I know that If both elements are inanimated one can use the preposition of but not necessarily, example: "This is my car door" or "This is the door of my car" As far as I know, it would be wrong to say: "This is my car's door"-

Here is my doubt: "Today's work was hard!" or "Tomorrow's party is going to be brilliant" I believe these two sentences are correct.

If I can say "This is my car door" why sounds so weird to me to say: "Tomorrow party" or "The party of tomorrow"?

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    There's nothing ungrammatical about this is my car's door. The possessive doesn't need to be used only with a conscious subject. Commented Jul 20, 2019 at 2:47
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    What does 'sajon' mean? Commented Jul 20, 2019 at 8:52
  • It's not that car's door is a mistake but there is no reason for it. No one uses it. A car door is what people say and use.
    – Lambie
    Commented Aug 25, 2019 at 18:28
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    Not necessarily. It's just a grammar example. If you are walking with a police officer through a "chop shop", and you see a pile of car doors, you might see the gold-painted door from a 1965 MGB and say, "This is my car's door. I'm sure of it." Commented Sep 26, 2019 at 10:42

2 Answers 2


This stackexchange article is a good reference..

Michael Swan writes in Practical English Usage (2005.441-2) "With nouns which are not the names of people, animal, countries, etc, 's is less common, and a structure with a preposition (usually of) is more common." However, he adds "... both structures are possible in some expressions. [..] Unfortunately it is not possible to give useful general rules in this are: the choice of structure often depends on the particular expression. "

As he mentions, "it is not possible to give useful general rules", so what's applicable to the word "tomorrow" is not necessarily applicable to "car", and vice versa. The answer is: each case is different.

By the way, you can avoid the potential problem with "Today´s work was hard!" or "Tomorrow´s party is going to be brilliant" by using some other common expressions instead:

"The work today was hard!"
"Today the work was very difficult".
"The party tomorrow is going to be brilliant!"
"Tomorrow, the party is going to be awesome!"


The Guide to Grammar and Writing website, sponsored by the Capital Community College Foundation, says this:

Many writers consider it bad form to use apostrophe -s possessives with pieces of furniture and buildings or inanimate objects in general. Instead of "the desk's edge" (according to many authorities), we should write "the edge of the desk" and instead of "the hotel's windows" we should write "the windows of the hotel." In fact, we would probably avoid the possessive altogether and use the noun as an attributive: "the hotel windows."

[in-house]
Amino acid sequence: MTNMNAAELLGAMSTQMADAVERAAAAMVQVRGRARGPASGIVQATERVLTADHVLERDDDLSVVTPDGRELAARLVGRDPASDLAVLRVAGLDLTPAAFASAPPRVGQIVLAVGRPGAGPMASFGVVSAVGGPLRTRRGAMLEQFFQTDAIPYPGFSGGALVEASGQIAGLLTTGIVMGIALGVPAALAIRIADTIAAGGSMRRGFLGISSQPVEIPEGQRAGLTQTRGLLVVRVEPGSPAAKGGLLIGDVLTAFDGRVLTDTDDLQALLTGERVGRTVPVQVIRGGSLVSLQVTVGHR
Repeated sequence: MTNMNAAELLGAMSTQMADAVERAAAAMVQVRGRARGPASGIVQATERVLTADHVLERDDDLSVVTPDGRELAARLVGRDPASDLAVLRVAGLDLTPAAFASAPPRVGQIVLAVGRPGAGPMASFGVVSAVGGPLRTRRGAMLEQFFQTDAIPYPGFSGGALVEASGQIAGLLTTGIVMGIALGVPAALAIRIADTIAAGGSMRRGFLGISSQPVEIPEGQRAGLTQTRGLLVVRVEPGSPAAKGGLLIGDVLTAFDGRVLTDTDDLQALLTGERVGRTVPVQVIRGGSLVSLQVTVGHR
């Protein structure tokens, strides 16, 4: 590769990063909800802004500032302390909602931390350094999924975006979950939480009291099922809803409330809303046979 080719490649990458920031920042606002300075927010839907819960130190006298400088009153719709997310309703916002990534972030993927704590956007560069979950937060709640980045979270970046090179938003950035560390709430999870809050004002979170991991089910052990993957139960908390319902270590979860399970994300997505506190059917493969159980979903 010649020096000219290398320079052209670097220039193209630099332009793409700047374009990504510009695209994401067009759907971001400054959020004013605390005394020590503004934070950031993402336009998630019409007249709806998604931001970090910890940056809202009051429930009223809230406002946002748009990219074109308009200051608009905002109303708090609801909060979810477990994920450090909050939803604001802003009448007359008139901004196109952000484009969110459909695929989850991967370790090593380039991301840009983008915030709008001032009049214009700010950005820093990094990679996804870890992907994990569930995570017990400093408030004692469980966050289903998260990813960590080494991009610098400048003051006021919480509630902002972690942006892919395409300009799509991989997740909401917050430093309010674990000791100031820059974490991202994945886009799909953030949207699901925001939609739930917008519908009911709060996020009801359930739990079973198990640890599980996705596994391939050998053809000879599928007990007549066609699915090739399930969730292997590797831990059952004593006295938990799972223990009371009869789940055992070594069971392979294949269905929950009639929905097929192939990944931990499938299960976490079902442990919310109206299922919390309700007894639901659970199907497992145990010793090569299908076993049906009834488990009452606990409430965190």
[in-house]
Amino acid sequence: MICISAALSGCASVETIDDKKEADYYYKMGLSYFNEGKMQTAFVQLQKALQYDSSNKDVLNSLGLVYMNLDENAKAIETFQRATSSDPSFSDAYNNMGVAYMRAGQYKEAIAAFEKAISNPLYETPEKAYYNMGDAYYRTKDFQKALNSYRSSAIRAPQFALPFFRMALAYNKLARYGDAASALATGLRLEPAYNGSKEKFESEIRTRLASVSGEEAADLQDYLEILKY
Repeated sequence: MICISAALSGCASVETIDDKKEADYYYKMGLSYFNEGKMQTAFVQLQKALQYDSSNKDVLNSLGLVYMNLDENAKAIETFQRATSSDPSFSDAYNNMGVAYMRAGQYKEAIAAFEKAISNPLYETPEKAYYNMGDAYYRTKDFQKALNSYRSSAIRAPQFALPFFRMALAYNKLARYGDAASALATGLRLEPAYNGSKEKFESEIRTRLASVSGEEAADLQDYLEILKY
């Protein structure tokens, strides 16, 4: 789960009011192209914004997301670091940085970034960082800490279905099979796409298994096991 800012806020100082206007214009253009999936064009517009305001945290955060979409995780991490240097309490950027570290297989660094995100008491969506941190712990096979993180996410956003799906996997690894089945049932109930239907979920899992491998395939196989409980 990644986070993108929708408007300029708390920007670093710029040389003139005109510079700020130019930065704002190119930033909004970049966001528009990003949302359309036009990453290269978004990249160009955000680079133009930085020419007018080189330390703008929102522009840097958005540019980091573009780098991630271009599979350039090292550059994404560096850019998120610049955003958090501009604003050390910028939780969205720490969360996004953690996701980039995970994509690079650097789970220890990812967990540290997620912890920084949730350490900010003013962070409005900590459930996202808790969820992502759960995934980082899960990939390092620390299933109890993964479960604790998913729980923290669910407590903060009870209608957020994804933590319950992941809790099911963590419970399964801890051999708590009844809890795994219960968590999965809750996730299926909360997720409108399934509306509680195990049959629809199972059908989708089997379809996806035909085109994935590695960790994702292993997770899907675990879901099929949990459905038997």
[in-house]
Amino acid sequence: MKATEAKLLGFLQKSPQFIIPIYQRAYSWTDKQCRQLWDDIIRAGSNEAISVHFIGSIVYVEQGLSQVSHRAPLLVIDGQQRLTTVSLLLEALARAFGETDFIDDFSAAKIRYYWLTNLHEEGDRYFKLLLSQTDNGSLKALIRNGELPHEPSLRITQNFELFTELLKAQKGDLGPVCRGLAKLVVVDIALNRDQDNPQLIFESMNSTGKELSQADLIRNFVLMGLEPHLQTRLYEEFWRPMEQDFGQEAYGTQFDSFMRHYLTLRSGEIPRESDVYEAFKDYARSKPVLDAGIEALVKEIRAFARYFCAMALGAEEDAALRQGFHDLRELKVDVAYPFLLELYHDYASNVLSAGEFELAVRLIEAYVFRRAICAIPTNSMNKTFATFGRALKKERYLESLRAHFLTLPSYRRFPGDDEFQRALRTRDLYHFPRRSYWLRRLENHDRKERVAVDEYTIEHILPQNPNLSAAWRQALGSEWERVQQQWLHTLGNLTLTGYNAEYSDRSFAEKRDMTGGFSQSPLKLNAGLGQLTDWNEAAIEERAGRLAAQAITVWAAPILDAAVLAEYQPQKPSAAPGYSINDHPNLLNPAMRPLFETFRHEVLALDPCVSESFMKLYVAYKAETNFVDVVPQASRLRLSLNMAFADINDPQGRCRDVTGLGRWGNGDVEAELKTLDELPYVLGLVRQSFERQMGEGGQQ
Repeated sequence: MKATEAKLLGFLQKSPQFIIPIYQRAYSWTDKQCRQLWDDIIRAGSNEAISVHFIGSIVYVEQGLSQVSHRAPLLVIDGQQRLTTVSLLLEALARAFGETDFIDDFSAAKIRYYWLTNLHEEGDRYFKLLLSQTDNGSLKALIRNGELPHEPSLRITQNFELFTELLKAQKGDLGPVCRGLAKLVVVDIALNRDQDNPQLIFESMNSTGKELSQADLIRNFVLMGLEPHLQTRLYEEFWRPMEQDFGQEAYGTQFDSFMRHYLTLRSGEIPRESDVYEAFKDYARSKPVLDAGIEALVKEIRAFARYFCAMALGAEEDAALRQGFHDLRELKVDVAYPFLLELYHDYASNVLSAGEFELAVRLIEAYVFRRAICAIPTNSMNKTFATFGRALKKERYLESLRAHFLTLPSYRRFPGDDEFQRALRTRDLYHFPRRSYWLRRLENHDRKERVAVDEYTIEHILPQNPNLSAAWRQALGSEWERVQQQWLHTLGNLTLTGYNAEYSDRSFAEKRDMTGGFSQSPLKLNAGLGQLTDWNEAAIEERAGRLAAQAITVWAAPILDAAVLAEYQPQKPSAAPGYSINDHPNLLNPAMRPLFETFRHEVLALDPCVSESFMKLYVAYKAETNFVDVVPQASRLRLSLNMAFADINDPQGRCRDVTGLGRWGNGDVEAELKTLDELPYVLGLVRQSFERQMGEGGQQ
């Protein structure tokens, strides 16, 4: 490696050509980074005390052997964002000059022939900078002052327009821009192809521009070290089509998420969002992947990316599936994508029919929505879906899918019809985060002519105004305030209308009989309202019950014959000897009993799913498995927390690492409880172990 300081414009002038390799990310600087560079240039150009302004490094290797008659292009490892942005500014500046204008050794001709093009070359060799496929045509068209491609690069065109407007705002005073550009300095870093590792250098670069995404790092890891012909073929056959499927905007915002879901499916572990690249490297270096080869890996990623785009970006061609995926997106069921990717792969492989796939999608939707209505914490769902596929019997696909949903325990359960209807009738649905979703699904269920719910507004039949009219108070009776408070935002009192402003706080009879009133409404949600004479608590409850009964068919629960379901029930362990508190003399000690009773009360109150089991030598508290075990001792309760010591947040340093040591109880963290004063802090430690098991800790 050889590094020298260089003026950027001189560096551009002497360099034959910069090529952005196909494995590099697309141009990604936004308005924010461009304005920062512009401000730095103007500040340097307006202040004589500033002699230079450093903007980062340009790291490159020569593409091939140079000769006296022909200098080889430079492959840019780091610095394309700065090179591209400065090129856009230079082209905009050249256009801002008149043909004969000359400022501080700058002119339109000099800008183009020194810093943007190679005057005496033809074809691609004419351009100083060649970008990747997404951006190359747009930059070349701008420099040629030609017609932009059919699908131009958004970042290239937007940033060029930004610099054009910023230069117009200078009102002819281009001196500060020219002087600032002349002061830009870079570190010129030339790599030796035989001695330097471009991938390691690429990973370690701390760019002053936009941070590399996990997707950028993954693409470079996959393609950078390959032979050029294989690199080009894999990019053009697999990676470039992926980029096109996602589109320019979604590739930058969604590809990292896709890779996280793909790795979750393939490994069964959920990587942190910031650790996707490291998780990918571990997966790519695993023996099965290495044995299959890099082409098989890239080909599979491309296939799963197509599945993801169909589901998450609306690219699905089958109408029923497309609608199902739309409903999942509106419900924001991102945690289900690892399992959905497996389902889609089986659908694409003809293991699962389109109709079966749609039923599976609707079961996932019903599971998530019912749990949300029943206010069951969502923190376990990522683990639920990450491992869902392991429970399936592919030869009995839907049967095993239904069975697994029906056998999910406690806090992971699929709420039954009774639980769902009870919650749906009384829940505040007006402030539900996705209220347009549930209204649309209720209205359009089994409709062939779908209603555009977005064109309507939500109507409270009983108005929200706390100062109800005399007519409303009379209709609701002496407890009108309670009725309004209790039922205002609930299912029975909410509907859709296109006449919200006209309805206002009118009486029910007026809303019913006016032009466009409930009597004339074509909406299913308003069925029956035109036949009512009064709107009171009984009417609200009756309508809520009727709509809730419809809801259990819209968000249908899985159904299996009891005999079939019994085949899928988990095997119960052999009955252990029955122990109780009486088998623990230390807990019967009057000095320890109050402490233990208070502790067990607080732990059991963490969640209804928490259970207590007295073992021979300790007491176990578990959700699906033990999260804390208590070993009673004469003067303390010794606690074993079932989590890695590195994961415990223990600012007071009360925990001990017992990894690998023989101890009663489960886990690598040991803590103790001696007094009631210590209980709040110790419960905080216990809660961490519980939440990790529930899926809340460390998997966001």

However, it goes on to add that "this rule (if, in fact, it is one) is no longer universally endorsed".

So it isn't a rule as such, but the fact that you are asking this because it sounds odd is in line with the fact that many would avoid saying or writing "car's door", for example.

To my ears, as a native British English speaker, "car's door" sounds wrong because not only is the car an inanimate object but so is the door. The entire name of the door is "a car door". Likewise, a stereo in a car is "a car stereo". When you see such devices in a store, not yet installed in a car (so certainly not "belonging" to any car), they are still "car stereos". Once installed, you wouldn't say "my car's car stereo". In fact, I would argue that you wouldn't say "my car's stereo" either, because if it belongs to anybody, it belongs to you - along with the car. You'd say "my car stereo". You will probably find that this is the case with most examples of inanimate objects.

In contrast though, "tomorrow's party" is not the name of a party. It is just a party that is happening tomorrow. Also, "tomorrow" is not really an object. It is an abstract noun. It is quite common to use it with the possessive, for example:

"Worry does not take away tomorrow's troubles."

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    With respect: can you provide a citation or example of an authoritative reference that states that "inanimate" object such as buildings can't have possessives? User @Sam provided a reference for the opposite argument. In your examples, "That building's front door needs to be repaired; That building's antenna makes it taller by some estimates; That building's cost makes it the most expensive building in the city." As a native speaker, I would prefer to say "this table's paint is peeling" rather than *"the paint {of this table} [or] {on this table} is peeling." Commented Sep 26, 2019 at 10:47
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    @whiskeychief Updated. When I said "not considered correct" I was trying to make it clear it was not a "rule". The quotation I have included says the same. I have also included some additional examples that hopefully show how this kind of possessive is more inappropriate than not.
    – Astralbee
    Commented Sep 26, 2019 at 11:24

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